1-20 of 131 results  for:

  • Science and technology x
  • Manufacture and trade x
Clear all

Article

Acheson, Edward Goodrich (09 March 1856–06 July 1931), inventor and industrialist, was born in Washington, Pennsylvania, the son of William Acheson, a merchant and ironworks manager, and Sarah Diana Ruple. Acheson attended the Bellefonte Academy in Centre County, Pennsylvania, for three years, concentrating his studies on surveying. In 1872, at the age of sixteen, his formal education was brought to an abrupt end by a combination of that year’s financial panic and his father’s declining health. Acheson went to work as a timekeeper at Monticello Furnace, an ironworks operated by his father, where he developed his first invention, a drilling machine for coal mining. This yielded him his first patent, at age seventeen, but the device was awkward to use and by no means a commercial success....

Article

Agassiz, Alexander (17 December 1835–27 March 1910), marine biologist, oceanographer, and industrial entrepreneur, was born in Neuchâtel, Switzerland, the son of Louis Agassiz, a zoologist, and Cécile Braun. Agassiz came to the United States in 1849, following the death of his mother in Germany. The domestic life of his parents had been marred by difficulties, and Alex moved to Massachusetts to join his father, who had become a professor of zoology and geology at Harvard University after a distinguished career in Europe. The American experience came at a difficult stage in Alex Agassiz’s adolescence. He hardly knew his father, who had spent much time away from home on scientific projects....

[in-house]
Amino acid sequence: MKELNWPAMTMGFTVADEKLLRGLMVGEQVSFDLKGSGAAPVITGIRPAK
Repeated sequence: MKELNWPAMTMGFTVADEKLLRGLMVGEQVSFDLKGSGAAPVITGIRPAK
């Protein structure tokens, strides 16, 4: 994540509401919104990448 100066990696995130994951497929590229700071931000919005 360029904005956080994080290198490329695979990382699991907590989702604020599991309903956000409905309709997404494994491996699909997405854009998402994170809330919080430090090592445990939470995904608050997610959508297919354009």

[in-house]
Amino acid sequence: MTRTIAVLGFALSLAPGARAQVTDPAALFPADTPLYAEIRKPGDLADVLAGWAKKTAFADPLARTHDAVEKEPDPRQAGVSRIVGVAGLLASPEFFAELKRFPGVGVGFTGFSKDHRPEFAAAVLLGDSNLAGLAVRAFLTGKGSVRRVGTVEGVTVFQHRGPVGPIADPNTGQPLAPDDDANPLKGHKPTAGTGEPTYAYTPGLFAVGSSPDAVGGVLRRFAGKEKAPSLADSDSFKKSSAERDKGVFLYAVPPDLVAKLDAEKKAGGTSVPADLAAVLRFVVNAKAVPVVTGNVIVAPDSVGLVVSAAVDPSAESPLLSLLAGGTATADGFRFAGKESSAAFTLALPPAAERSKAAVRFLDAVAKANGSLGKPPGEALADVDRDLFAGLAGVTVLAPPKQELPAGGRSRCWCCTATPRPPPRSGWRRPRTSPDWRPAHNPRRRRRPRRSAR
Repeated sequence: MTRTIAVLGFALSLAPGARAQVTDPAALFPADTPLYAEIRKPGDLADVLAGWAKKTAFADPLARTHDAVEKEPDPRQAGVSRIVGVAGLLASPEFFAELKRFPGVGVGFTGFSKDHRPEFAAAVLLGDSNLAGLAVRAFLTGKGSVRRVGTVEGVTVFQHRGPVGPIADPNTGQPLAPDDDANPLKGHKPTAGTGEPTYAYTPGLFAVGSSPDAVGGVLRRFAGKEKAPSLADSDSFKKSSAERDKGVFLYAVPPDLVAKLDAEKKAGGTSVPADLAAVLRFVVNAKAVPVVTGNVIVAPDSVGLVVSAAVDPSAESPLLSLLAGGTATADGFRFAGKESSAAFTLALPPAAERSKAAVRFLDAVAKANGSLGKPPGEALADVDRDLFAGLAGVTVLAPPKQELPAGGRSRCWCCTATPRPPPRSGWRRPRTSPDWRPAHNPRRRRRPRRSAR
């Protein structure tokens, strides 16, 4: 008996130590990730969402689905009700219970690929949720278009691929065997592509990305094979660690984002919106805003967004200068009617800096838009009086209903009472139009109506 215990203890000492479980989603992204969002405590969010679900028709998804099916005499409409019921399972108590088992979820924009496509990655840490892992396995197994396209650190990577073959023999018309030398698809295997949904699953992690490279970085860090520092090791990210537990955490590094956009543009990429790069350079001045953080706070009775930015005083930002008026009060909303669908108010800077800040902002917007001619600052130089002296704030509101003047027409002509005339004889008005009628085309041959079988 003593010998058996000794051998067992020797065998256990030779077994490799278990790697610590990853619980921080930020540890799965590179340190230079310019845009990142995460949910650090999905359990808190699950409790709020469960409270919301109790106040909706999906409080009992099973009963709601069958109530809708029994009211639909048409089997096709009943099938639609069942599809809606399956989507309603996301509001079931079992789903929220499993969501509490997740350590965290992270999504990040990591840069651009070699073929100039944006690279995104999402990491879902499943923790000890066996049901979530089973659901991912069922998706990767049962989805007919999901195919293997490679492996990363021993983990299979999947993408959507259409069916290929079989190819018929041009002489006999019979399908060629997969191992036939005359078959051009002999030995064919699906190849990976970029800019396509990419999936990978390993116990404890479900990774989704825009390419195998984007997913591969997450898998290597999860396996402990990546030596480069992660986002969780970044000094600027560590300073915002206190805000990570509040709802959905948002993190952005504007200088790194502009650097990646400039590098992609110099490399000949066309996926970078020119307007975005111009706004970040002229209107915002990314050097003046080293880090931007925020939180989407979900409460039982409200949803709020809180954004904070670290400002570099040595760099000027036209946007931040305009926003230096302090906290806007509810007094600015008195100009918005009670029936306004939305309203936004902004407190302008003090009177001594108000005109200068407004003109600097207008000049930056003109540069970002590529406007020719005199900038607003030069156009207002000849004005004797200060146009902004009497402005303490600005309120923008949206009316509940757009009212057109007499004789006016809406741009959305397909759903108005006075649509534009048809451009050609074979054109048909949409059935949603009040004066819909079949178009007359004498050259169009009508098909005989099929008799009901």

Article

Alger, Cyrus (11 November 1781–04 February 1856), inventor and manufacturer, was born in Bridgewater, Massachusetts, the son of Abiezer Alger, an iron manufacturer, and Hepsibah Keith. After several years of schooling he went to work for his father, from whom he learned the principles of iron production. Within a few years he was placed in charge of his father’s Easton plant. In 1804 he married Lucy Willis, with whom he had seven children....

Article

Allen, Zachariah (15 September 1795–17 March 1882), textile manufacturer, engineer, and inventor, was born in Providence, Rhode Island, the son of Zachariah Allen, a merchant, and Ann Crawford. Allen graduated from Brown University in 1813, receiving a certificate in proficiency from the newly established medical school in addition to his college degree. Although the War of 1812 frustrated his original plan to continue medical study abroad, Allen maintained a lifelong interest in science that expressed itself in practical and theoretical research and writing, principally in mechanics and the physical sciences. He joined the Rhode Island bar in 1815 after studying with James Burrill, Jr., but his career as a lawyer was brief. In 1817 he married Eliza Harriet Arnold; they had three children. Serving on the Providence town council from 1820 to 1823, Allen modernized the town’s fire-fighting system and was an effective proponent of public education, two causes that he continued to espouse throughout his life....

Article

Ashburner, Charles Albert (09 February 1854–24 December 1889), geologist and mining engineer, was born in Philadelphia, Pennsylvania, the son of Algernon Eyre Ashburner, a shipbuilder, and Sarah Blakiston. Charles Ashburner obtained his college education at the Towne Scientific School of the University of Pennsylvania and ultimately was granted a total of three baccalaureate and advanced degrees by his alma mater. In June 1874 he received his B.S. degree in civil engineering and graduated valedictorian of his class. Three years later he was awarded an M.S. degree in geology. Upon recommendation of the faculty, in recognition of his outstanding career and accomplishments, Ashburner became the first member of the alumni to receive an honorary D.Sc. degree, in June 1889....

Article